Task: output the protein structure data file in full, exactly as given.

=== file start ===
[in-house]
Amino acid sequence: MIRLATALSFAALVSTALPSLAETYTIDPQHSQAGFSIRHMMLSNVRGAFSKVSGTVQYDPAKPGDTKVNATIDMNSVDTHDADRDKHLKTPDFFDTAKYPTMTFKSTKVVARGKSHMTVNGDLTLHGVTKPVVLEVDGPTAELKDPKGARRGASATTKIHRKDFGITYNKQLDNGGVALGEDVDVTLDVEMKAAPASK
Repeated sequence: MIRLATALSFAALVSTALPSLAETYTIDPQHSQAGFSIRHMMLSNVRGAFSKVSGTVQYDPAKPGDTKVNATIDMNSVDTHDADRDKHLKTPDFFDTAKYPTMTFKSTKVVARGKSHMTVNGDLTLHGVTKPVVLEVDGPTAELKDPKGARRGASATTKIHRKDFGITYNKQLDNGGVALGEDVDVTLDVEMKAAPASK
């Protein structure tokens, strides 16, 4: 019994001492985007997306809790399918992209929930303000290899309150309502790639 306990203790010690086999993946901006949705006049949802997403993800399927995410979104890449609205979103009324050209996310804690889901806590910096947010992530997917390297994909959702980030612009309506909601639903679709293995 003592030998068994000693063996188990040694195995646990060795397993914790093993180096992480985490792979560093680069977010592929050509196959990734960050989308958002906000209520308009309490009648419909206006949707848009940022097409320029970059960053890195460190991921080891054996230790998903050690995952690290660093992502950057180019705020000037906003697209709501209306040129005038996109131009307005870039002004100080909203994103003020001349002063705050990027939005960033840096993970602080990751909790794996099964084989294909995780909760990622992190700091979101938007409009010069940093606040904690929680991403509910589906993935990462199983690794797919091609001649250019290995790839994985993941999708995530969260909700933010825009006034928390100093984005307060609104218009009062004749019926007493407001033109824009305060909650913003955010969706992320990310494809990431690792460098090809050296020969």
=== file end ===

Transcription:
[in-house]
Amino acid sequence: MIRLATALSFAALVSTALPSLAETYTIDPQHSQAGFSIRHMMLSNVRGAFSKVSGTVQYDPAKPGDTKVNATIDMNSVDTHDADRDKHLKTPDFFDTAKYPTMTFKSTKVVARGKSHMTVNGDLTLHGVTKPVVLEVDGPTAELKDPKGARRGASATTKIHRKDFGITYNKQLDNGGVALGEDVDVTLDVEMKAAPASK
Repeated sequence: MIRLATALSFAALVSTALPSLAETYTIDPQHSQAGFSIRHMMLSNVRGAFSKVSGTVQYDPAKPGDTKVNATIDMNSVDTHDADRDKHLKTPDFFDTAKYPTMTFKSTKVVARGKSHMTVNGDLTLHGVTKPVVLEVDGPTAELKDPKGARRGASATTKIHRKDFGITYNKQLDNGGVALGEDVDVTLDVEMKAAPASK
């Protein structure tokens, strides 16, 4: 019994001492985007997306809790399918992209929930303000290899309150309502790639 306990203790010690086999993946901006949705006049949802997403993800399927995410979104890449609205979103009324050209996310804690889901806590910096947010992530997917390297994909959702980030612009309506909601639903679709293995 003592030998068994000693063996188990040694195995646990060795397993914790093993180096992480985490792979560093680069977010592929050509196959990734960050989308958002906000209520308009309490009648419909206006949707848009940022097409320029970059960053890195460190991921080891054996230790998903050690995952690290660093992502950057180019705020000037906003697209709501209306040129005038996109131009307005870039002004100080909203994103003020001349002063705050990027939005960033840096993970602080990751909790794996099964084989294909995780909760990622992190700091979101938007409009010069940093606040904690929680991403509910589906993935990462199983690794797919091609001649250019290995790839994985993941999708995530969260909700933010825009006034928390100093984005307060609104218009009062004749019926007493407001033109824009305060909650913003955010969706992320990310494809990431690792460098090809050296020969």